The belief in the Trinity goes back to the New Testament. There it is mentioned about forty times. We open each Liturgy especially the Mass invoking the Trinity . We also close Mass and so many other liturgies by calling upon those same 3 Persons (Father Son and Spirit)  in blessing us as we go out into the world. Trinity Sunday is the day when we stand back from the extraordinary sequence of events that we’ve been celebrating for the previous five months—Advent, Christmas, Lent, Holy Week, Easter, Ascension and  Pentecost  it is the day when we  are asked to rub the sleep from our eyes and discover what the word ‘god’ that is Father Son and Spirit might actually mean for us. This is a feast which should speak to us of this simple fact of faith: the Father loves us, has revealed that love in his Son, and has called into a relationship sustained by the Spirit. It is our joy that, as baptized members of the Church, we can somehow share in that divine life and love which is the Trinity becoming children of God.

God has chosen us, and we are his own people, just as he chose the people of Israel long ago. Each Trinity Sunday, we only scratch the surface of this great mystery of our faith. In gratitude let us begin and end every prayer with greater reverence when we say “In the name of the Father, and of the Son, and of the Holy Spirit. Amen.”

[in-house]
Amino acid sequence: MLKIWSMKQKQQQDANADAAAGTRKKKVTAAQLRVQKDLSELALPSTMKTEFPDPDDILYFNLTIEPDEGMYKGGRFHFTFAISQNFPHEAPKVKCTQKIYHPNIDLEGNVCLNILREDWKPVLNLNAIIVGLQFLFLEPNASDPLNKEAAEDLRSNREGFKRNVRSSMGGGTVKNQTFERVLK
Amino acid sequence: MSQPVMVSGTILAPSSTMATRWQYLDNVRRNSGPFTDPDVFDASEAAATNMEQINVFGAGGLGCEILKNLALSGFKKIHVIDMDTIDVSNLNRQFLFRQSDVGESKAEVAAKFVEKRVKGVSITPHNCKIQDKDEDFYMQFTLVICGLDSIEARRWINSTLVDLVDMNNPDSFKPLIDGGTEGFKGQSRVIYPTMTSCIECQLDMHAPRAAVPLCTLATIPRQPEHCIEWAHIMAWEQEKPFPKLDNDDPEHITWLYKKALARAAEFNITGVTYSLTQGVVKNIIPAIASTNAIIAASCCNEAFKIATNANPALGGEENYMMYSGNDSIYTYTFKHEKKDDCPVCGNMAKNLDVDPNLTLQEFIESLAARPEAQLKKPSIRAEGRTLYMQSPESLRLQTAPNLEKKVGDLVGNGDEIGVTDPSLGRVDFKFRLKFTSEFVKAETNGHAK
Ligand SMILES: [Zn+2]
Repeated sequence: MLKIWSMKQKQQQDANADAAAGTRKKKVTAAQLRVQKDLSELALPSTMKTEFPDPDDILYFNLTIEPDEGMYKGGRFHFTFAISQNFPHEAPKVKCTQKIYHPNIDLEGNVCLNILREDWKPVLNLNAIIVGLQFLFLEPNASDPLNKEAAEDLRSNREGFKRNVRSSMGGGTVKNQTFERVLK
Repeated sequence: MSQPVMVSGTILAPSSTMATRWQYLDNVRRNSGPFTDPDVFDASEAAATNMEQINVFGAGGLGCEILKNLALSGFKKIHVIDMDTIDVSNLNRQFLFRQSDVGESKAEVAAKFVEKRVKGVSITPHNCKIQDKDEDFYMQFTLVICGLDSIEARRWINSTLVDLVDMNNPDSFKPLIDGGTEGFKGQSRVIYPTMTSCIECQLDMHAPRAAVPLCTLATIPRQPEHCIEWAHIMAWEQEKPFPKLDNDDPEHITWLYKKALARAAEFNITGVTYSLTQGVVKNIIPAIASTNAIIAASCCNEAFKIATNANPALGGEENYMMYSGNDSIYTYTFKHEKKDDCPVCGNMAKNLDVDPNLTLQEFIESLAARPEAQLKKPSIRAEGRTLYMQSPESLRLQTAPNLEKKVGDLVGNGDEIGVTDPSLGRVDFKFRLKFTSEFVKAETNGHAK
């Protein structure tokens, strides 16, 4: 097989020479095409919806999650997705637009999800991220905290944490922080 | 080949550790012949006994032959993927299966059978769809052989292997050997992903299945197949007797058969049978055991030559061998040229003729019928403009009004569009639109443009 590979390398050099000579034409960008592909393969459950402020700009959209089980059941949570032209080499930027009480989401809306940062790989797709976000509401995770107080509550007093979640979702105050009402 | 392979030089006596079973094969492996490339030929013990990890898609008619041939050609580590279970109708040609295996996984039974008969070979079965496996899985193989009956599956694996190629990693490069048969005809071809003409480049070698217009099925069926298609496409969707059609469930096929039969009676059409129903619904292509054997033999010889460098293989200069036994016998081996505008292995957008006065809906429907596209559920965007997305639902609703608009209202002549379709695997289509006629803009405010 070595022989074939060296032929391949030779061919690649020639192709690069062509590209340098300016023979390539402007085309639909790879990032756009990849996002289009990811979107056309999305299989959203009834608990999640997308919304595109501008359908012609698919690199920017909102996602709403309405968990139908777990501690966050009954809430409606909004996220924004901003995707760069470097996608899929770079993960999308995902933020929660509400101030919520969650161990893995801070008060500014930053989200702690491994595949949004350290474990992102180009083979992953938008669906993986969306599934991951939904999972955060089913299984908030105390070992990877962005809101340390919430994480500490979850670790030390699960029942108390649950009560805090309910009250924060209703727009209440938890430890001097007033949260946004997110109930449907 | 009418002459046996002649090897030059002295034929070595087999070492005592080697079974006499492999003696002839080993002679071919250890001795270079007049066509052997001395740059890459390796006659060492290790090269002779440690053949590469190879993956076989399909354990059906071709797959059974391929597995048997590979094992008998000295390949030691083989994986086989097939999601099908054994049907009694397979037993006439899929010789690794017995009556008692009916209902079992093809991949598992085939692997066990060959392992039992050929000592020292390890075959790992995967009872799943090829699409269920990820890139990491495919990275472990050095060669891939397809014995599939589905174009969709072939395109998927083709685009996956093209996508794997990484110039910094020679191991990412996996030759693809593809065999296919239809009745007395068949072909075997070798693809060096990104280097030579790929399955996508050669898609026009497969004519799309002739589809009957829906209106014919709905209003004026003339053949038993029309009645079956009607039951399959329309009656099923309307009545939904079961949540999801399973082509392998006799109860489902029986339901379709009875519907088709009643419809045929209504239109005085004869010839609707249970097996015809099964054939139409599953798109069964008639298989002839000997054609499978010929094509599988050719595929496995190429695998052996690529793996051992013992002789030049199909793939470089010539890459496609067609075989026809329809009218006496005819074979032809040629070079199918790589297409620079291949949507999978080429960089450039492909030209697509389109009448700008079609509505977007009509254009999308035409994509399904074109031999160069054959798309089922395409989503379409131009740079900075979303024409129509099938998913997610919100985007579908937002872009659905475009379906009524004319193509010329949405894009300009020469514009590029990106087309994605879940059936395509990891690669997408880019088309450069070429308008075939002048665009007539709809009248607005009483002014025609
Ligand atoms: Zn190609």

Pentecost Sunday

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This Sunday is Pentecost Sunday, the day when we celebrate the decent of the Holy Spirit upon the Apostles and the beginning of the apostolic mission to bring the Church to the world. It is the birthday of the church so maybe we should sing happy birthday as well as Veni Creator Spiritus and blow out the candles on the birthday cake instead of blowing out the paschal candle because it’s the end of Easter!! With the feast of Pentecost the seven weeks of Easter have come to an end, Christ’s Passover is fulfilled with the outpouring of the Holy Spirit, manifested, given, and communicated as a divine person: of his fullness, Christ, the Lord, pours out the Spirit in abundance. (Cf. Acts 2:33-36) (CCC 731)In the Gospel reading, Jesus, gives the apostles the power to forgive and reconcile those who sin. This is God’s mercy in action working through the Apostles and the priests down through the ages to ourselves in our time and place!